A few reflections on the Orlando tragedy by Steve Moore • June 2016
We as a nation, and a world, find ourselves once again stunned by a senseless act of violence, terror, and chaos, this time in Orlando. I was deeply moved by the words of one survivor, Demetrius Naulings, who framed it well when he said, “We must finally face the fact that this is above all else, an act of hate against humanity.” In the United States, these acts of hate have moved from an elementary school, to a church, a government building, an army base, and now a gay nightclub. As I was trying to find words to frame my own thinking, a colleague at the Center for Effective Philanthropy helped me pull my thoughts together.
Kevin Bolduc was attempting to respond to the question of how philanthropy fits in to the response we have to the tragedy in Orlando and others like it. He says in part, “I find hope [when believing those who work in philanthropy] wake up and read the continuing coverage of the massacre at the Pulse nightclub, they think, ‘Maybe I could do something because this is what philanthropy is for. It’s for solving our most pressing and intertwined problems. It’s for choosing and sticking with potentially controversial issues and for taking risks when others can’t or won’t. It’s for giving voice to our optimism that we can always be better.’” Read Kevin’s full blog here.
We at the M.J. Murdock Charitable Trust intentionally work each day to be agents of peace with justice, clarity with honesty, hope with truth, humility with courage, and to weave the fabric of healthy, verdant, and flourishing communities. We are fortunate to partner with numerous groups and individuals working for these same purposes. Our friends at the Muslim Educational Trust (MET) posted, “Please let us join others here and throughout our state, nation, and world to call for an end to terrorism, hate, and violence. Let us join together to build a future where all people can live safely without fearing for their safety.” [Read MET’s full statement here.]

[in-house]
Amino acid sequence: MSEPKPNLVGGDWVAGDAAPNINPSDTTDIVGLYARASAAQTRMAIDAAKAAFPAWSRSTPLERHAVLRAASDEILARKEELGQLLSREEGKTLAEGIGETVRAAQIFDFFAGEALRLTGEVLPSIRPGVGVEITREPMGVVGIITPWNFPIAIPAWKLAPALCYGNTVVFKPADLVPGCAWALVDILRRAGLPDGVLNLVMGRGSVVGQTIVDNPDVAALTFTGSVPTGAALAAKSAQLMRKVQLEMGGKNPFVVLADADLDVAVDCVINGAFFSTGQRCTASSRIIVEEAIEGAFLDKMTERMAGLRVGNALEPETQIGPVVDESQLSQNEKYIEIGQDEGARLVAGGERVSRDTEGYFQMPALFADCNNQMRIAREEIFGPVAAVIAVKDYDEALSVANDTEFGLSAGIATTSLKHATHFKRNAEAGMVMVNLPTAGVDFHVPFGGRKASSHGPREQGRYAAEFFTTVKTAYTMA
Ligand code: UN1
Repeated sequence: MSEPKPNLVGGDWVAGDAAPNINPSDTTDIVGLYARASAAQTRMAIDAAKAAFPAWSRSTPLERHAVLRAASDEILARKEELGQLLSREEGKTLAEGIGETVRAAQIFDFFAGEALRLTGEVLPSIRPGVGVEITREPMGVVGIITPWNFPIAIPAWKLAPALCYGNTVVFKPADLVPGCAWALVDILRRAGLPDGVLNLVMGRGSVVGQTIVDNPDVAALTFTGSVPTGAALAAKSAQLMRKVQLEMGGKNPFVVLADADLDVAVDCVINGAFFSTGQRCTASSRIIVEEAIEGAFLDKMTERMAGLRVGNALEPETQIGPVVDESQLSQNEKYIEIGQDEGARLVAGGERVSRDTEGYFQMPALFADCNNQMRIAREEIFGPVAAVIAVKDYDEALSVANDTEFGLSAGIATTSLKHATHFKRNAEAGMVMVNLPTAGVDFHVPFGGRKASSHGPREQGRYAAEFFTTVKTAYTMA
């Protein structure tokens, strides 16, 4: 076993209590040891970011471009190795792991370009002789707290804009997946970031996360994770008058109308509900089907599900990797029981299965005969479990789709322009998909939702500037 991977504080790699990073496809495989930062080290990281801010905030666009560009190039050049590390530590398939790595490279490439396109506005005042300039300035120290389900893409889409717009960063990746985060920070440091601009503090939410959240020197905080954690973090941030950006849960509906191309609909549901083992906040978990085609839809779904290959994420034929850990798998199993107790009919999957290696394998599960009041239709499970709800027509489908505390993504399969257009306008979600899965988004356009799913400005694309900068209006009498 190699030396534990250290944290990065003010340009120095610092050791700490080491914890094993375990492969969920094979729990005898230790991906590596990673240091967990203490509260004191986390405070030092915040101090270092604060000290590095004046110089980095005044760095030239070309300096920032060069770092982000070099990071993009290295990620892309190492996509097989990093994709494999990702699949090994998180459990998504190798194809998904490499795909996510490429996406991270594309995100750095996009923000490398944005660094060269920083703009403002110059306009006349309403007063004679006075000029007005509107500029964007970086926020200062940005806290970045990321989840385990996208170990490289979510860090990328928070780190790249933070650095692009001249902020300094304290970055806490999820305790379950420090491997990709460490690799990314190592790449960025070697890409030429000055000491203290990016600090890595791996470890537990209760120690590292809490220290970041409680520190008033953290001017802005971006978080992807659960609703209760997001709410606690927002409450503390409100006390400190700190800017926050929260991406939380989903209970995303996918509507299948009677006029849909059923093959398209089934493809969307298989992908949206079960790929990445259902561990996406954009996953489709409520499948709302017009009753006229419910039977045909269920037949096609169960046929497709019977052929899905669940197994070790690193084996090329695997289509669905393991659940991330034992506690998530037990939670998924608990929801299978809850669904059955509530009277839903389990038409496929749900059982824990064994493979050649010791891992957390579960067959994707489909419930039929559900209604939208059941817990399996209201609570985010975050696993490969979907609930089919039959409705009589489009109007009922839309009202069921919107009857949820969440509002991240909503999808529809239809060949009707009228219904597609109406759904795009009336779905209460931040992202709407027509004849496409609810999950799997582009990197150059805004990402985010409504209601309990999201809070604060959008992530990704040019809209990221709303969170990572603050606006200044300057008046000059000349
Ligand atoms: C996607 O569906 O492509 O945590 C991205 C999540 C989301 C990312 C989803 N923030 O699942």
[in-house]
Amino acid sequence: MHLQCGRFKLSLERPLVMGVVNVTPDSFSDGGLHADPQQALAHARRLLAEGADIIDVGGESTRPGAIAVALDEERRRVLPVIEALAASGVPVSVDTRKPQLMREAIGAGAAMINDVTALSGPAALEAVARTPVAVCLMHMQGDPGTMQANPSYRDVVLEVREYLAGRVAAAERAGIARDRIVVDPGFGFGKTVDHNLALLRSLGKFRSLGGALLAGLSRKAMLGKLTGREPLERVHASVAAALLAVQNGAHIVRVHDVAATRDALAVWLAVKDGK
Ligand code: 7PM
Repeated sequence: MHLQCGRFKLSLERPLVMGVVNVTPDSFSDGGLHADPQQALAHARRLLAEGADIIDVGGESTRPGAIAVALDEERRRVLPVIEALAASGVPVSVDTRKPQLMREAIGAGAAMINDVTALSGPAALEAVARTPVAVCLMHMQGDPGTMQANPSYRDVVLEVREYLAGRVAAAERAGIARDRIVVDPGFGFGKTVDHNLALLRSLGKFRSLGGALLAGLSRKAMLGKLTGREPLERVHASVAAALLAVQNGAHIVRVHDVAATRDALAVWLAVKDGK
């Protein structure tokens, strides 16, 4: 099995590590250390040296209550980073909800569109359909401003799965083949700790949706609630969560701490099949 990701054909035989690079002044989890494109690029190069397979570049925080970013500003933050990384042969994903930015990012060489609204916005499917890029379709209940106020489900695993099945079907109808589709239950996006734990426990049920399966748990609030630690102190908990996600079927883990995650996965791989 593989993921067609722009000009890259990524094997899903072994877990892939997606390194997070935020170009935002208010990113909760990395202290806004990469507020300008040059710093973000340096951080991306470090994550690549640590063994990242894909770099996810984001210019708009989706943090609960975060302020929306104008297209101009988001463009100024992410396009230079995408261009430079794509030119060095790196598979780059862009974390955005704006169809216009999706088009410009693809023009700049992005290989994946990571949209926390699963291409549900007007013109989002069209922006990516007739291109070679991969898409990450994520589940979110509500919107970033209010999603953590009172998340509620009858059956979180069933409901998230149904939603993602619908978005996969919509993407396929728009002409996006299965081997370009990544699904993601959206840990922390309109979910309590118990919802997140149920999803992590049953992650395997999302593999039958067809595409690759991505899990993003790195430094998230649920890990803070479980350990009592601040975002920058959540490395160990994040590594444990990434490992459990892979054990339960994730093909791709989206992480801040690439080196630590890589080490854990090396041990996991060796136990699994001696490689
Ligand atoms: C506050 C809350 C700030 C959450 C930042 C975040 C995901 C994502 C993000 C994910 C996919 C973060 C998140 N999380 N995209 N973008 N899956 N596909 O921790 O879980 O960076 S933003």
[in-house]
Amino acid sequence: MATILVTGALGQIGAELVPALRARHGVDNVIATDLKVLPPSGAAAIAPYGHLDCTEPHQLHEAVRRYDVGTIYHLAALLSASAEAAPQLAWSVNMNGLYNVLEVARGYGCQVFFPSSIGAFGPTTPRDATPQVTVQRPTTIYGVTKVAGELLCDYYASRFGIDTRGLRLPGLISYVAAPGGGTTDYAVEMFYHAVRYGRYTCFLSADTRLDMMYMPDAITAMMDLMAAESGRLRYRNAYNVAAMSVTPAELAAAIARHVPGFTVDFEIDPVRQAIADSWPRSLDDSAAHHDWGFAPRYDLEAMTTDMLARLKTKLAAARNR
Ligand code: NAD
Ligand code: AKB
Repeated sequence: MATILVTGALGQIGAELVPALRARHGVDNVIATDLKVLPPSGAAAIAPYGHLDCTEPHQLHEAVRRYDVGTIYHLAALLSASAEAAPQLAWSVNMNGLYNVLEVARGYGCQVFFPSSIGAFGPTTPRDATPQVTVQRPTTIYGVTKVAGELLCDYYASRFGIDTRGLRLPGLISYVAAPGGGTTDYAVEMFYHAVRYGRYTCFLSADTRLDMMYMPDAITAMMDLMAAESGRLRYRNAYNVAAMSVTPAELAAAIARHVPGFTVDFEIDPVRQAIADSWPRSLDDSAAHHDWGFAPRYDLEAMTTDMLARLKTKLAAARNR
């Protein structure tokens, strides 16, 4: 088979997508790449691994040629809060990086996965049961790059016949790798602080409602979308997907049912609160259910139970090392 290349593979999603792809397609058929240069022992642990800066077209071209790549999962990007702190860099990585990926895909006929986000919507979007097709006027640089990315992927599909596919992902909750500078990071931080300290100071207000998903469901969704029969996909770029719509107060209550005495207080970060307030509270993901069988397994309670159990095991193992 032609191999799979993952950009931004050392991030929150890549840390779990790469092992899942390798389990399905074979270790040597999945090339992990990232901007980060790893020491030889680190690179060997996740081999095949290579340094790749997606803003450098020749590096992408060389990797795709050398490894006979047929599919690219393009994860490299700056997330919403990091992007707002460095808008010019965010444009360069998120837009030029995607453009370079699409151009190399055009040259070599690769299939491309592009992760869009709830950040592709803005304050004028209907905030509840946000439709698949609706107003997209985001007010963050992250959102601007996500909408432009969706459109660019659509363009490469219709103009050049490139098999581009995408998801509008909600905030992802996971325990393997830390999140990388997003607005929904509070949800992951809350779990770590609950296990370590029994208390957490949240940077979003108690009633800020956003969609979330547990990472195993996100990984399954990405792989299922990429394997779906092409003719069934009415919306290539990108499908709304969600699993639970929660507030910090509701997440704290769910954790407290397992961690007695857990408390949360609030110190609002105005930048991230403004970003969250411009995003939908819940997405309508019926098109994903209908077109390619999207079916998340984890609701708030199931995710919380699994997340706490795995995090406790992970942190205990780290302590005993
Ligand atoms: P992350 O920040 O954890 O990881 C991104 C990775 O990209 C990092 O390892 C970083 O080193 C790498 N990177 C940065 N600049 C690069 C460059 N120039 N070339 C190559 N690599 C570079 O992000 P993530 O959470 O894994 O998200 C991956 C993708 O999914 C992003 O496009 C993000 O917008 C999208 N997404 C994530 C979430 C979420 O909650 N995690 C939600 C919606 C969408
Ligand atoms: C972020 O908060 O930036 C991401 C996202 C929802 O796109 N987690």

Our colleagues at Philanthropy Northwest and Grantmakers of Oregon and Southwest Washington have identified ways some are responding and working on the specific, as well as the bigger, issues. This weekend is also the anniversary of the Charleston Church shootings, and those gathering are being reminded by Rev. Betty Deas Clark, the pastor of Emmanuel AME Church, to be forces of hope, kindness, and reconciliation. [See more here.]
We would do well to remember that, as much of a shock all this has happened is to us, fellow citizens in other parts of the world live under repressive regimes and endure violence, chaos, and terror every day. Though the challenges we face are many, the work we seek to do requires us to again rise up and give our best to that which is good, hopeful, constructive, and fruitful. As Vaclev Havel once remarked, “Let those who must despair, let those who will, begin again.”